Fixed, versus permeable lines, is a debate that tends to fill the discussions around change.
When I think about the quiet moments of my life, I think of times when routine took over, arguments and tragedies were minimal or nonexistent.
These times were fraught with what I thought were problems at the time, but when more pressing matters challenged my life’s path, I realized how smooth things were then.
In our lives, I think we strive for the “normal” that we once had, and sometimes, when we find it, we hang on to it for dear life.
We judge everything around us on the moments we think are peaceful, when things made sense and dire issues were just stories on the news.
Very few people in this world get to live in that bubble and keep the rest of the world out.
When the world’s fragility and injustice breaks in, we scream and cry to have those walls built and fortified so that our peace can be fixed in space and time.
Much like the walls around refugees in the TV series The Walking Dead, and other stories, those walls will never protect us from ourselves.
We are inevitably the source of our own destruction — whether that be the bad apple in the group, the minority or majority stronghold, or the ruler and his/her sheeple, we are often the cause of our own misery.
What then, is wrong with humans? How can we be both good and evil? Do evil acts make us bad people? Can good people do evil acts, and regret them? Can we forgive evil acts?
Philip Zimbardo, a psychologist and a professor emeritus at Stanford University, presents a TedTalk called the “Psychology of Evil” and posts an interesting explanation for humanity’s propensity for evil, and a solution for that propensity.
Zimbardo became known for his 1971 Stanford prison experiment in which college students were given roles as either prisoners or prison guards.
The results of the experiment exposed good people capable of abusing their powers and becoming both verbally and physically abusive.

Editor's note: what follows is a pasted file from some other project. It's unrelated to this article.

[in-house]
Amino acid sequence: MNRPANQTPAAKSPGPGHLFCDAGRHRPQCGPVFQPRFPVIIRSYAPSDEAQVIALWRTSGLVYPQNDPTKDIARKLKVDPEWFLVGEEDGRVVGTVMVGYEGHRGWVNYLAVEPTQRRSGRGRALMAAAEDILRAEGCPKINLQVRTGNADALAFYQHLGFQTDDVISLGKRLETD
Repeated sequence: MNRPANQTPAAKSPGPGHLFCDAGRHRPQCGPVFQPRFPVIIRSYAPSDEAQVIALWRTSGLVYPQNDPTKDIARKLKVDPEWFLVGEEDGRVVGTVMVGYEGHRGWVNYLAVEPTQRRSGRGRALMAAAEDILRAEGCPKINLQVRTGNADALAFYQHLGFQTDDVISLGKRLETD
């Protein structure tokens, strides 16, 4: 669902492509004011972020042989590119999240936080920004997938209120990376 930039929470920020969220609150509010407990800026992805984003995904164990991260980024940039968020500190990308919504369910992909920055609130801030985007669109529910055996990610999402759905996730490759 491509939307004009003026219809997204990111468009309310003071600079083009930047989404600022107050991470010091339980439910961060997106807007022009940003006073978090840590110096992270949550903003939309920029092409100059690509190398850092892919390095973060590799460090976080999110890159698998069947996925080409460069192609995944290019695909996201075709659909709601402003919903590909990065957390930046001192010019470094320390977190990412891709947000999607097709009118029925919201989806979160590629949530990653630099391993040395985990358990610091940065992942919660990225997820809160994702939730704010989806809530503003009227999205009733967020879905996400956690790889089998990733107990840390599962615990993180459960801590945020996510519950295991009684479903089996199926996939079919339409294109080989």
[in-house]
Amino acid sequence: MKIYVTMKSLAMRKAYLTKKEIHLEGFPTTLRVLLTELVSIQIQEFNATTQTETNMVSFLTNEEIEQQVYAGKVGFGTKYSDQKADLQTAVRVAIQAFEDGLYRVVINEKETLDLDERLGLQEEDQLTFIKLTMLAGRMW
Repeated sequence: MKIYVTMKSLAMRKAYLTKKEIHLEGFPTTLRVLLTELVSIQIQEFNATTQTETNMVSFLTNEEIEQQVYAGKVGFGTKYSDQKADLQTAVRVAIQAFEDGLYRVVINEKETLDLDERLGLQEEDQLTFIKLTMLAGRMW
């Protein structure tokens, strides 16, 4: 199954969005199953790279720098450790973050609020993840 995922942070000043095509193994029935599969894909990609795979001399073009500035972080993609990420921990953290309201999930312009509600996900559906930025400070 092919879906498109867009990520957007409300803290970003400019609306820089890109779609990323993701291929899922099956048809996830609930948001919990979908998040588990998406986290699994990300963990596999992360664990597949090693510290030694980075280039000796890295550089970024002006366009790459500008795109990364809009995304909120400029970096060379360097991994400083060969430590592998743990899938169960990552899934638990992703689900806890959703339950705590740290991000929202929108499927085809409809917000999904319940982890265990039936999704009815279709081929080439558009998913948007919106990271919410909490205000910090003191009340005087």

Zimbardo came to the conclusion that true evil stems from the unchecked exercise of power — “the power to intentionally harm (psychologically), hurt (physically), and/or destroy (mortally)” and thus commit crimes against humanity.
The transformation of a good person to an evil one is explained by psychologists as going from dispositional, to situational, to systemic.
Dispositional refers to the inside of an individual, the one “bad apple” of the group who ruins it for everyone else.
Situational is external influence, in which the situation causes the evil to occur, what Zimbardo calls the “bad barrel.
Finally, there is the systemic, which is from the political, economic and legal makers, or what Zimbardo calls the “bad barrel makers.”
Here is where Zimbardo refers to the Milgram Experiment.
Stanley Milgram, a psychologist at Yale University, conducted an experiment focusing on the conflict between obedience to authority and personal conscience.
In this experiment, the scientist/authority figure, worked with a “teacher” and a “learner.”
The learner was an actor, but the teacher did not know this fact. The teacher would shock the learner, who was set up to receive an electrical shock for each time he answered a question incorrectly.
With each incorrect response, the voltage increased. When the learner pleaded that the experiment be stopped, the scientist would respond in one of four ways:
• Prod 1: Please continue.
• Prod 2: The experiment
requires you to continue.
• Prod 3: It is absolutely
essential that you continue.
• Prod 4: You have no other
choice but to continue.